“Furthermore, offering substantial bargains and discounts no longer makes commercial sense to retailers who dispose of the obsolete and end-of-line products they’d usually discount at a game fair through their online retail outlets.”
One of the biggest challenges Ian faces is how to manage perceptions of his fairs – an obstacle he plans to overcome by communicating a more inclusive message.
“The next generation of countryside enthusiasts is now coming through our gates and we must deliver the quality and scope of product they are looking for, along with the convenience they now expect as a modern consumer. When I took over the Midland back in 2002, many of these visitors were children, and now they’re coming to the show with their own families. This millennial generation are not possession-driven, and value exciting experiential activities over the opportunity to buy goods.
“They are of course still attractive, affluent retail consumers,” adds Ian, “but they won’t pay to come to an event simply to shop. We must become so much more, increasing our retailers’ pre-event visibility to consumers and encouraging visitors to buy products from our retailers online after the show.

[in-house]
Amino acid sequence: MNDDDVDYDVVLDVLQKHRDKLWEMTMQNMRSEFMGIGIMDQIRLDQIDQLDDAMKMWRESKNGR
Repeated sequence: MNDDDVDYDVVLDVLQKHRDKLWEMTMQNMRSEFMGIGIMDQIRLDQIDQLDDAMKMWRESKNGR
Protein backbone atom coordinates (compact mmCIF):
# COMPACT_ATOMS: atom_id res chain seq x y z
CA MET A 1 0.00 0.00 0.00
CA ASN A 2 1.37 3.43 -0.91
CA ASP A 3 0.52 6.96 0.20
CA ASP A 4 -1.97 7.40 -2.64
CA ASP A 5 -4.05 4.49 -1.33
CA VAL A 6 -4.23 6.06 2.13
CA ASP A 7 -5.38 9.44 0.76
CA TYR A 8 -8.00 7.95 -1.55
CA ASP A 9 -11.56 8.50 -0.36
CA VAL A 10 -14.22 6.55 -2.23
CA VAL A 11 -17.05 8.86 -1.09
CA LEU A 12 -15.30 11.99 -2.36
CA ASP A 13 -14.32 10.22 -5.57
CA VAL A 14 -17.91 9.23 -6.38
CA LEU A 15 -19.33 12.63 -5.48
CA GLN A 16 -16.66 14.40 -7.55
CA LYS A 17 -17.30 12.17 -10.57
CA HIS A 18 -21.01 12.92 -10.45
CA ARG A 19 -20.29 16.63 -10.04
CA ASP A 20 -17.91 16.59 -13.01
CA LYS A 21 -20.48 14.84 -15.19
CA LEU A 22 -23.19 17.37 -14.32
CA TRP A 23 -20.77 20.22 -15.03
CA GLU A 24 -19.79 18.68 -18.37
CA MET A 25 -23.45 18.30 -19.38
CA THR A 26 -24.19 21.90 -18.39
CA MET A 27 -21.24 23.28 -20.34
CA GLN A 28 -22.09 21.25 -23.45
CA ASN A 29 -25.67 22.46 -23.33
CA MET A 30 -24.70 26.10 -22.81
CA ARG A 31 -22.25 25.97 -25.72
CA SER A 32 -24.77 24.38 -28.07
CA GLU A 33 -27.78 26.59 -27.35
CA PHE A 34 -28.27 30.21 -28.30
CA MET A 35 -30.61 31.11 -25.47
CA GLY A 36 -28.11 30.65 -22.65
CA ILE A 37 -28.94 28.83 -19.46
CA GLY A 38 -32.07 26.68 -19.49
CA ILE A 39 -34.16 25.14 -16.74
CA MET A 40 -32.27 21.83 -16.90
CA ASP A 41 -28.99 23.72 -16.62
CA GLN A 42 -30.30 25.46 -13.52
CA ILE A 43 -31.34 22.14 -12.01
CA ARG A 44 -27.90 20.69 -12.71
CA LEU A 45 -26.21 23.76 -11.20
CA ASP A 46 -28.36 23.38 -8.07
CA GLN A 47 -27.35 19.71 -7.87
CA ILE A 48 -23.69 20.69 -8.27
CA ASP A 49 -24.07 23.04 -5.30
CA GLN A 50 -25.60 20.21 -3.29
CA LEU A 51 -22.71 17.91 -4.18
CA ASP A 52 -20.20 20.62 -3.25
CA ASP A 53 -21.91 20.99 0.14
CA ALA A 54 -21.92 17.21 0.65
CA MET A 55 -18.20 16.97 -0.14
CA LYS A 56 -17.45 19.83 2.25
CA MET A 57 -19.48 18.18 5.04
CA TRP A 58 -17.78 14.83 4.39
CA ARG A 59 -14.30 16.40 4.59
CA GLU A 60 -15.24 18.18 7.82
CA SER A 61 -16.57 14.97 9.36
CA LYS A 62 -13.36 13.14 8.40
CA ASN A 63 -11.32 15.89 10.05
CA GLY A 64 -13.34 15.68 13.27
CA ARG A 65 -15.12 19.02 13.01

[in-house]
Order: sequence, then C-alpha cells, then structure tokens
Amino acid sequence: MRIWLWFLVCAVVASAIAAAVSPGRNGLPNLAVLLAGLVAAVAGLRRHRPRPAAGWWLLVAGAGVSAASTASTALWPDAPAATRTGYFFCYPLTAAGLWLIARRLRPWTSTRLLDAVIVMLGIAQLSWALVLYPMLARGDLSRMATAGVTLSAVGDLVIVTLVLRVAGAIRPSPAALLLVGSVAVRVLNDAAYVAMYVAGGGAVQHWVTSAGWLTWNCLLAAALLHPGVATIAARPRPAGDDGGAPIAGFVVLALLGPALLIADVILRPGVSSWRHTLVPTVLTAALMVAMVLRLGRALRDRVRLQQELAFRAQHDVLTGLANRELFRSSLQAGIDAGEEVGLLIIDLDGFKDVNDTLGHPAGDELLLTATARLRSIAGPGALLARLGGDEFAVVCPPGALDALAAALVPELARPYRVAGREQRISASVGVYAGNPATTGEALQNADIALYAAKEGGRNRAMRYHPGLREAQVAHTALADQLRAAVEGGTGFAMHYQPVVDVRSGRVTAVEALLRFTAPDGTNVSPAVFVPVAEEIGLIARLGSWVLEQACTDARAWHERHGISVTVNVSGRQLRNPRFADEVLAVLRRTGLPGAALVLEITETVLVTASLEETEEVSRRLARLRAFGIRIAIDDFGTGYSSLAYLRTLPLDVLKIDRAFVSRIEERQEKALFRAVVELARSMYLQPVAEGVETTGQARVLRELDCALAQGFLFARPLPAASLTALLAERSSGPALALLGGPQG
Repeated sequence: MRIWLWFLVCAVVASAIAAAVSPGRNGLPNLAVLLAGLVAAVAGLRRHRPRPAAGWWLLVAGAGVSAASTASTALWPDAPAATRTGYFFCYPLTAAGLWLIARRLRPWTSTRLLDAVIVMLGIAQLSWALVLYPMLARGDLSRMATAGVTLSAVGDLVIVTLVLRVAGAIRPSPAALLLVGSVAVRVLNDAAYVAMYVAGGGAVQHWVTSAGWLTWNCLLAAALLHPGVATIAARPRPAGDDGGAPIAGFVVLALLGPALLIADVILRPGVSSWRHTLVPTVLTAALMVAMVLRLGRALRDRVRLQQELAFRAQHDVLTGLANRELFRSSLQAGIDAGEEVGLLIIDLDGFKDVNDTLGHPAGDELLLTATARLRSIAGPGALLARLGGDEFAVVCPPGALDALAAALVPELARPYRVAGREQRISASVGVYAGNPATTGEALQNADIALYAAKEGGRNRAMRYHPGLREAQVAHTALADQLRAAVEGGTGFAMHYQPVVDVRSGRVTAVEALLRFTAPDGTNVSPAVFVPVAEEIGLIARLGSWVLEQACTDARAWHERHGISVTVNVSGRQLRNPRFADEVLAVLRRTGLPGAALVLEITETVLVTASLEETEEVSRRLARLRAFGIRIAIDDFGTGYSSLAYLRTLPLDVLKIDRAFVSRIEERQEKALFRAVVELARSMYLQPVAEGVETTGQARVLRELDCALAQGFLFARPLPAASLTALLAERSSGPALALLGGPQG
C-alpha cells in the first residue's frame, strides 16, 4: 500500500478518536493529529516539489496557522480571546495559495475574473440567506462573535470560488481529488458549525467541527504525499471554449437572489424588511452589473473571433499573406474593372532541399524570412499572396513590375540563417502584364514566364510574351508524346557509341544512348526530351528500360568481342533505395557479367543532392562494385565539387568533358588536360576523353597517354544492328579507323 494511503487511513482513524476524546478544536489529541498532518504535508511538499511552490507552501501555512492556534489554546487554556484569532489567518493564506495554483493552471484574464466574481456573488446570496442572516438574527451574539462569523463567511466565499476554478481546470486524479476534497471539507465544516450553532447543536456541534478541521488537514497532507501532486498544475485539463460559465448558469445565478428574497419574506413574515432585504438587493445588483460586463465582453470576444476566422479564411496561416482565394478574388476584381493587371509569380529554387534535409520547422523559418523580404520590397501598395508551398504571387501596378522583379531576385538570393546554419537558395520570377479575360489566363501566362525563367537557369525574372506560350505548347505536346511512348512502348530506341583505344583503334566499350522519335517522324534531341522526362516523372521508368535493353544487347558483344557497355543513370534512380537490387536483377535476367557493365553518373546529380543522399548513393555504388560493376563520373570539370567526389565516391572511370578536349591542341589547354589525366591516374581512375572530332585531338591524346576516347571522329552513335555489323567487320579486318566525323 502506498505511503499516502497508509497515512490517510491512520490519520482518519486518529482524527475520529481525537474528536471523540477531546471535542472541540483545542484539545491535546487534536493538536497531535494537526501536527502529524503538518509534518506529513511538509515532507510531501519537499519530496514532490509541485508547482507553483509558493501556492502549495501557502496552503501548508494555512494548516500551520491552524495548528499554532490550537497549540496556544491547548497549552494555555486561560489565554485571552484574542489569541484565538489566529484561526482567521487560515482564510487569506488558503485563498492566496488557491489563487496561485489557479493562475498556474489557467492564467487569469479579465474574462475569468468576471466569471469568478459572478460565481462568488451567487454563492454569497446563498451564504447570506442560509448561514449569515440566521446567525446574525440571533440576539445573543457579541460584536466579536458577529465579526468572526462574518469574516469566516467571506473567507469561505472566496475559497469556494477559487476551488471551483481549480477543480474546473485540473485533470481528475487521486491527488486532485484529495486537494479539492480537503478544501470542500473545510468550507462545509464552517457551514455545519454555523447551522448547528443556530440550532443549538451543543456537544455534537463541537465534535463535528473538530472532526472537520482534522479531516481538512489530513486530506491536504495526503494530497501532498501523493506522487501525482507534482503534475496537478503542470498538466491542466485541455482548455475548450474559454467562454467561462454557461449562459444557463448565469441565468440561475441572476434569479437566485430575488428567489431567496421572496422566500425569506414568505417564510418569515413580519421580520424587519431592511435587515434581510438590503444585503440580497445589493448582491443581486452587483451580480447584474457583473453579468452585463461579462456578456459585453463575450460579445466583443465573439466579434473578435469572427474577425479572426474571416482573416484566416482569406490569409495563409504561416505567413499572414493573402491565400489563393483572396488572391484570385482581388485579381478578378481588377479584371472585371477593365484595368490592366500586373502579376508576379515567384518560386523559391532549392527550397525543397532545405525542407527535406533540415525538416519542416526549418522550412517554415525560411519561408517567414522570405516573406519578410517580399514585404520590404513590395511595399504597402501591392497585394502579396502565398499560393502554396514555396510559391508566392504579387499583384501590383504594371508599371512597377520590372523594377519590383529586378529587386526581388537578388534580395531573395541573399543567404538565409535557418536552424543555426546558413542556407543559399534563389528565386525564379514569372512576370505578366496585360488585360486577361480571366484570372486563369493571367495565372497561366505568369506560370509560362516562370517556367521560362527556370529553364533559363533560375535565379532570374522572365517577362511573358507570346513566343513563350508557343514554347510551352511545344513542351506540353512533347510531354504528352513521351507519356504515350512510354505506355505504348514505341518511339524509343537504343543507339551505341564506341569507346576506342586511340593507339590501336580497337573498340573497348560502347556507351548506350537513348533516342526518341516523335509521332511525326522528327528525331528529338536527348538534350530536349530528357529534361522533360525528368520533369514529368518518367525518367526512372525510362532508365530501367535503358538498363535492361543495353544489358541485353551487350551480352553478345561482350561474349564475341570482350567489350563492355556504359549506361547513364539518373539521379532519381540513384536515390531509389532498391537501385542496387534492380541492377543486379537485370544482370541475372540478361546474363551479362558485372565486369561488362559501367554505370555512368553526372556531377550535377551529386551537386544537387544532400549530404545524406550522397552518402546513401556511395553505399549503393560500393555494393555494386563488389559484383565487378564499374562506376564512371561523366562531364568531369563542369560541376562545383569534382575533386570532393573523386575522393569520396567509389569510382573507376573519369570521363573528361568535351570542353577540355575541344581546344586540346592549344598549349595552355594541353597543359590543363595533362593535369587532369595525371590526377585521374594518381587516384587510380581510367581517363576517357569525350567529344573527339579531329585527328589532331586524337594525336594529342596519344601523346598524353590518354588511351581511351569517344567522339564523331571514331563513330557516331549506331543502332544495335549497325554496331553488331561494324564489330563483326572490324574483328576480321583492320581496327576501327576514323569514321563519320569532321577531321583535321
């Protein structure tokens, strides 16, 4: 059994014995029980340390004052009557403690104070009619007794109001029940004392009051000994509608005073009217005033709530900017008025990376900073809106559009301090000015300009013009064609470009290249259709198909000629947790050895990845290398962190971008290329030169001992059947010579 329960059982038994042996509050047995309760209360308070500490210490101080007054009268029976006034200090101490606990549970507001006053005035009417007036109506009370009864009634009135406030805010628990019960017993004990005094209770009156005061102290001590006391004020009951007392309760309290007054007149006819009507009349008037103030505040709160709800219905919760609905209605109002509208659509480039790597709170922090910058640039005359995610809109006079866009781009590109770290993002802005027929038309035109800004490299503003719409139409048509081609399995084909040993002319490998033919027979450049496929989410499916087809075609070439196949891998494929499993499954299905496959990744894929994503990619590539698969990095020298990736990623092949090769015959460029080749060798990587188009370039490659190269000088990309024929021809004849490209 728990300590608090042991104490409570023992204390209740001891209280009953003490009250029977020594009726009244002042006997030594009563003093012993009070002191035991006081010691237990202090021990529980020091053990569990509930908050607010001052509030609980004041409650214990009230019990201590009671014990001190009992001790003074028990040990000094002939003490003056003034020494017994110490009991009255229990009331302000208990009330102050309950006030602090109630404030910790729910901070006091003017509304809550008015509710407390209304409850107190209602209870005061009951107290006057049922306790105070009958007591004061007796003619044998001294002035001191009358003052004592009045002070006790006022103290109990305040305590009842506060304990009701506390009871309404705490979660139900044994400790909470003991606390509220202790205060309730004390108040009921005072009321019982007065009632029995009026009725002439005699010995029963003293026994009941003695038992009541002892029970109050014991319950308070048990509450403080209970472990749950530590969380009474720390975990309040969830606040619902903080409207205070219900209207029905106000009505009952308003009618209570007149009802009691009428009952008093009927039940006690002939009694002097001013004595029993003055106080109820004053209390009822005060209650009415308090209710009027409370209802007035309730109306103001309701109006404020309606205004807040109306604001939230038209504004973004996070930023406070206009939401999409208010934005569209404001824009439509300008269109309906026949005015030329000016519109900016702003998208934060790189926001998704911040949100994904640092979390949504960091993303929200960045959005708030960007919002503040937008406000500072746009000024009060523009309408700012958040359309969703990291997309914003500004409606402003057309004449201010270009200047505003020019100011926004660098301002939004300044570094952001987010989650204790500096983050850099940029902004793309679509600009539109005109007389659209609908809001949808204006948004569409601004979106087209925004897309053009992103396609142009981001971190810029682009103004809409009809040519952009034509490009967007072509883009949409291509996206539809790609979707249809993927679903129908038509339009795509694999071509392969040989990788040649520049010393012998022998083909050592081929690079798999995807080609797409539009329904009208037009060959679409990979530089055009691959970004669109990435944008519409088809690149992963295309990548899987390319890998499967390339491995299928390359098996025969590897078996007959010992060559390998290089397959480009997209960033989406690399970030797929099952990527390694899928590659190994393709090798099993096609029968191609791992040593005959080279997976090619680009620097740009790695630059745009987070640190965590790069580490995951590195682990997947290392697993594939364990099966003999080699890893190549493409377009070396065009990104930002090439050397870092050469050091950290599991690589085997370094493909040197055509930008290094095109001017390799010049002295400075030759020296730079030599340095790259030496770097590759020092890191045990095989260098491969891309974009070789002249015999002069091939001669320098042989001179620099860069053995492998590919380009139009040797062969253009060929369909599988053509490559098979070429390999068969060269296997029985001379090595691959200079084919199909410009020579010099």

“Rather than slavishly following a somewhat parochial event profile that focuses on a narrow, perhaps even outmoded idea of what we believe a game fair should be – limited to core activities such as shooting, fishing, gundogs et cetera – we must ask this new generation of customers what they and their families want from a modern, dynamic countryside event that more closely represents their desires, culture and aspirations.